If you walk through Prater in the morning, you get a whole other perspective on it. I caught this scene one morning walking to Uni. The ponies were going to the carousel, where they go around all day.
You also notice new things in the daylight when the park is empty. I don’t think I have ever noticed this dragon before…
I think Prater is one of my favourite places to hang out in Vienna. It may be a bit tacky and the music pumping out from all the rides is about as great as the smurf CDs you had when you were a kid….. But you loved that CD. Just admit it. 😉
Yesterday we went exploring in the 10th district, and our destination was Böhmische Prater. I had been there once about four years ago, and wanted to check it out more properly this time. With my camera! I know it’s not often I drag it out with me, as it’s quite heavy, but this time I wanted to do things ‘properly.’ Bohemian Prater is located on the edge of the Laaer Wald, which is a popular leisure destination for many Viennese.
According to Wikipedia, it dates to the second half of the 19th century, and some of the rides are more than 100 years old. The name is derived from the larger Wiener (Viennese) Prater.
Because it’s so far away from … everything, it’s very free of tourists. It’s a long shot away from being as large and impressive as the larger Prater where they have the wiener riesenrad, but it still looks like a very cool place to come when you’re a kid.
A lot of the rides look quite simple, and because we were there quite early they mostly only had one kid on them or were waiting for someone to show interest. This kid looked like he was having a great time though. Unline the operator texting and looking a bit bored :P.
They also had a mechanic bull there, which I thought was funny as it’s not like Vienna or Austria has any affiliation to bull riding, or cowboys, other than what’s on TV. That doesn’t stop me from thinking this could potentially be a prime activity for a hen party, or just for a party in general.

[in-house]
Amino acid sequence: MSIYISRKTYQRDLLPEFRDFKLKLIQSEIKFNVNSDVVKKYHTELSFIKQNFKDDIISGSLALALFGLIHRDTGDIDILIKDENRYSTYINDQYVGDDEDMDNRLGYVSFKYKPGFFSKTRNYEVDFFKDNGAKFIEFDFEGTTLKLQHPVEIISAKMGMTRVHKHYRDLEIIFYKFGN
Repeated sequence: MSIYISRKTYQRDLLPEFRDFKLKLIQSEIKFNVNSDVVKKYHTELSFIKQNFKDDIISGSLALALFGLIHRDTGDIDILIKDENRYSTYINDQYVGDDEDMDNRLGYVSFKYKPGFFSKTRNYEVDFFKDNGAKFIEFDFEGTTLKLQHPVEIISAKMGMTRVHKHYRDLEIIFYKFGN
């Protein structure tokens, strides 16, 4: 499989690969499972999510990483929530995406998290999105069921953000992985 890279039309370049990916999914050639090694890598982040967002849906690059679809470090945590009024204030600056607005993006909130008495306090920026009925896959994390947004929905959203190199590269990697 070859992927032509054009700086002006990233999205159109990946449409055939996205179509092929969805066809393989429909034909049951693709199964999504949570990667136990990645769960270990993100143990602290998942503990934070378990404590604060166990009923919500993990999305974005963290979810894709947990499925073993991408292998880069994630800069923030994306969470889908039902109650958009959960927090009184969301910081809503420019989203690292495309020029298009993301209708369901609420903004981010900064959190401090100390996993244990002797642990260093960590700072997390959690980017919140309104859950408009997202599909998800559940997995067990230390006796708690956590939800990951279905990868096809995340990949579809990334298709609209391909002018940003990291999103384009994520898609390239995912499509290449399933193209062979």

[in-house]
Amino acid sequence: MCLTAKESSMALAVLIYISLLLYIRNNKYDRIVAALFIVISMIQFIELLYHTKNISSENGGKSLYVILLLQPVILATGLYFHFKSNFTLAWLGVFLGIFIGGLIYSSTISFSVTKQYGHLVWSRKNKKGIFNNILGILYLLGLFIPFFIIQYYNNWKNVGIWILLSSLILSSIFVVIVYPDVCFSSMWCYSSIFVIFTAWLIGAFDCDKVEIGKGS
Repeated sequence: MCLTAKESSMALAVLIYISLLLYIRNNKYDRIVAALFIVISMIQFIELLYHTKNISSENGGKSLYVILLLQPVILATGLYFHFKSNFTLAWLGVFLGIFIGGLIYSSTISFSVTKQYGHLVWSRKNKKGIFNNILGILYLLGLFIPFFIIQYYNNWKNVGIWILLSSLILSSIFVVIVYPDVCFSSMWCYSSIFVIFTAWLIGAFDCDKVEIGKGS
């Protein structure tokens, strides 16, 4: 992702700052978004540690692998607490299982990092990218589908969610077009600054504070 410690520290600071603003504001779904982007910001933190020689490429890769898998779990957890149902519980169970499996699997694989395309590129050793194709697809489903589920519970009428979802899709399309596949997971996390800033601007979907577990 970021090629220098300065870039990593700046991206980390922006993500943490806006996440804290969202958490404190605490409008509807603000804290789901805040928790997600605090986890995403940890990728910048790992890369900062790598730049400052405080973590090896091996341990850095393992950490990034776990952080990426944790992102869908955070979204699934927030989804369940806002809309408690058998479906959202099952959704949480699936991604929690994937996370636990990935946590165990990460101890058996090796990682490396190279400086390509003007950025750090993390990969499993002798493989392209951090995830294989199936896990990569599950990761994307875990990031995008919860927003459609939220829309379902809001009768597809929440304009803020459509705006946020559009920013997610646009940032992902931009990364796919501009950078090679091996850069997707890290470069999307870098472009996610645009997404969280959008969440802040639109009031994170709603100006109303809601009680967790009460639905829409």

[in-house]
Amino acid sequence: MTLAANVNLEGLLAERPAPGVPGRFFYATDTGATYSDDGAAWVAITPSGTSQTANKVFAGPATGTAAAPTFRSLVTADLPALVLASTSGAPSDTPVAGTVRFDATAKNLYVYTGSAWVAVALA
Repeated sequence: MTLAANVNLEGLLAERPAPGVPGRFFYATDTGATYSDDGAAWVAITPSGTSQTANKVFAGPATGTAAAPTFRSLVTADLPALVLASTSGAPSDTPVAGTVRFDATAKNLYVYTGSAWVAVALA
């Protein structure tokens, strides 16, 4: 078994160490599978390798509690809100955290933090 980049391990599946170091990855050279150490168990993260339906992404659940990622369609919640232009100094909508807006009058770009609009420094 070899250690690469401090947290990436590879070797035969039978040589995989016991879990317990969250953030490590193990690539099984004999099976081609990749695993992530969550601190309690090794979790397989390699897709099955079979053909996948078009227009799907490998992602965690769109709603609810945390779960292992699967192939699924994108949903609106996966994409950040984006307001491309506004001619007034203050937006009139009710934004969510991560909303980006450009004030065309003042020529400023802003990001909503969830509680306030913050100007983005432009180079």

Böhmishe Prater also has a riesenrad, dating back to 1988: Wilfert’s Riesenrad. according to Wikipedia again, it is a 21.5-metre (71 ft) tall cantilever design with 14 passenger cars, and is operated by Reinhardt. I suppose that’s him there, waiting for customers.
In the end we also found something really nice. A heurigen. After the long walk I felt quite spent, and having a radler there really picked me up even though my legs had had enough for sure. We also decided that we’d have a Stelze for lunch. And it was SOOOOOOOO yum!
I’ve been sharing some photos from my Instagram account that I took in Prater amusement park. For those interested, here is the link: Facebook page
Not quite a picture perfect day, but I’ve been out testing my new racing bike, and decided to swing by the riesenrad. Some info from Wikipedia (my trusty web source):
The Wiener Riesenrad (German for “Viennese giant wheel”), or Riesenrad, is a 64.75-metre (212 ft) tall Ferris wheel at the entrance of the Prater amusement park in Leopoldstadt, the 2nd district of Austria’s capital Vienna. It is now one of Vienna’s most popular tourist attractions, and symbolises the district as well as the city for many people.
It was built and erected in 1897 by the English engineer Lieutenant Walter Bassett Bassett (1864-1907), Royal Navy, son of Charles Bassett (1834-1908), MP, of Watermouth Castle, Devon. Its purpose was to celebrate the Golden Jubilee of Emperor Franz Josef I. The Riesenrad was one of the earliest Ferris wheels ever built. Walter Bassett’s ferris wheel manufacturing business was not a commercial success, and he died in 1907 almost bankrupt.
A permit for its demolition was issued in 1916, but due to a lack of funds with which to carry out the destruction, it survived.
It originally had 30 gondolas, but was severely damaged in World War II and when subsequently rebuilt only 15 gondolas were replaced.
The wheel is driven by a circumferential cable which leaves the wheel and passes through the drive mechanism under the base, and its spokes are steel cables, in tension.